"In addition to the current credit crunch, which has made raising capital for new purchases more difficult and expensive for many facilities," says David Plow, Manager of MRG's Diagnostic Imaging division, "there are already over 8,000 MRI scanners installed in the US, meaning the market has reached saturation. Compounding these restrictions, most MRI facilities are operating below capacity and, as a result, do not intend to purchase additional scanners."
Government cost-cutting initiatives are further dampening revenues. The implementation of the Deficit Reduction Act (DRA) has constrained the market for diagnostic imaging systems. Reduced reimbursements enforced by the DRA have made investment in additional scanners more difficult for non-hospital facilities. Furthermore, proposed initiatives from Centers for Medicare and Medicaid Services (CMS) designed to regulate contrast-enhanced procedures performed in physicians’ offices to restrict self-referral will also hinder scanner sales.
The markets for magnetic resonance imaging (MRI) and computed tomography (CT) have been affected more than other industries by the economic crisis, because they represent the most expensive and highly advanced equipment. The regions most affected by the global economic crisis are the US and Europe. A lot of companies are on the brink of a tumble or about to move to other countries. Radiology prices are still very high, and because of company failures, insurance coverage is lost, and though medical expenses are needed, they are necessarily kept low. According to consolidated estimates cited by industry sources, revenues from CT shipments to US sites in the first half of 2008 fell to 580 million dollars, down from 755 million dollars over the same period a year earlier. This financial carnage came on the heels of a double-digit drop in 2007 compared with 2006, during which total revenues fell from 1.75 billion dollars to 1.4 billion dollars. MR shipments dropped 16% in the first half of 2008 compared with the same period from the previous year. This decline to about 530 million dollars versus 630 million dollars for the first half of 2007 was foreshadowed by very slow order activity in 2007. In the first half of 2008, revenue from the shipment of integrated PET/CT systems to US customers plummeted to from 155 billion dollars in the year prior to 110 million dollars. By comparison, revenues in the first half of 2006 amounted to about 178 million dollars.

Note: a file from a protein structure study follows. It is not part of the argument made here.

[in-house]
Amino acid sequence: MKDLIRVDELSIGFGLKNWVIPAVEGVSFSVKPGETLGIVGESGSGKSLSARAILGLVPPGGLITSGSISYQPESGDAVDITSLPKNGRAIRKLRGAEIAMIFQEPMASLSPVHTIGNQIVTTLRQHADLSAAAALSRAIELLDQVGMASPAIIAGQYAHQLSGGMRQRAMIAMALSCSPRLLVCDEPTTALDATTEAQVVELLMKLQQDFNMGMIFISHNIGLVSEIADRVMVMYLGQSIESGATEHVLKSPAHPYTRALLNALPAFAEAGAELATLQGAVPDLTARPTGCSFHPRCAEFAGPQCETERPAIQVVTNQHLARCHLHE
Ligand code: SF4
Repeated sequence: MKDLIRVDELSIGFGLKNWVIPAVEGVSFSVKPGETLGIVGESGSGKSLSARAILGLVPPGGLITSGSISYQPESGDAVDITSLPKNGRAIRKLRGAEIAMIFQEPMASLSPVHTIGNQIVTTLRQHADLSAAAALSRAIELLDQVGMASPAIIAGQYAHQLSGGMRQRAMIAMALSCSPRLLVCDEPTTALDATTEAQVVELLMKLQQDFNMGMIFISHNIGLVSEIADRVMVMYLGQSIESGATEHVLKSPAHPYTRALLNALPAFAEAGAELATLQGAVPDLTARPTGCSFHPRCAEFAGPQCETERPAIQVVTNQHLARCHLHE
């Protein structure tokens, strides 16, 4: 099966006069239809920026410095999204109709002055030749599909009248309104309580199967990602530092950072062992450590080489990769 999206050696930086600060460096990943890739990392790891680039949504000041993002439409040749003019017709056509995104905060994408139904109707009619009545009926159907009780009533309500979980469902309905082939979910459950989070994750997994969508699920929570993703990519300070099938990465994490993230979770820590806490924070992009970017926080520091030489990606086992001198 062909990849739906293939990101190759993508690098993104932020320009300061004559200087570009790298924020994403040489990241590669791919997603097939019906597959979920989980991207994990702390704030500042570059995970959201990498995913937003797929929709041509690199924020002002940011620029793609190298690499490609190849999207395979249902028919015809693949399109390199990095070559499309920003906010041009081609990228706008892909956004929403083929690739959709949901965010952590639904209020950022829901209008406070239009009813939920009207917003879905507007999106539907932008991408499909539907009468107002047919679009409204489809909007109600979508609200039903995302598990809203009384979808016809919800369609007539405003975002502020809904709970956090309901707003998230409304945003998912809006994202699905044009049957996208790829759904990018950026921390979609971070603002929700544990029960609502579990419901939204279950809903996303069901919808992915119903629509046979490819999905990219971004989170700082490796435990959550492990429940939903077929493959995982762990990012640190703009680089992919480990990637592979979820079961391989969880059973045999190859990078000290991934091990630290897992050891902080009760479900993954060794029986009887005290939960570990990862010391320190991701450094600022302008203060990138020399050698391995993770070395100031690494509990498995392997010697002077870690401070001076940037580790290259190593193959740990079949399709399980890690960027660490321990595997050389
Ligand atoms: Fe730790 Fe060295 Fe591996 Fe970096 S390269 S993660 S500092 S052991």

There were some bright spots, typically markets for equipment requiring the least capital investment. Ultrasound, for example, weathered the storm well in the first half of 2008. Consolidated industry estimates indicate that radiology revenues and the number of delivered new units each rose by about 3% compared to the previous six months. Ob/gyn revenue rose by about 2%, but substantially fewer units shipped.
The industry estimates pegged new unit deliveries at about 18% below the previous six month period, indicating a trend toward the purchase of expensive, high-performance products. Mammography was a star performer, as vendors shipped 1,200 full field digital systems to US customers in the first half of the year. This compared with 765 in the first half of the previous year.
Nevertheless, there is no reason for healthcare providers not to move forward with capital plans. The following points are fundamental, however:
1. Solid business plans and strategic justification for projects.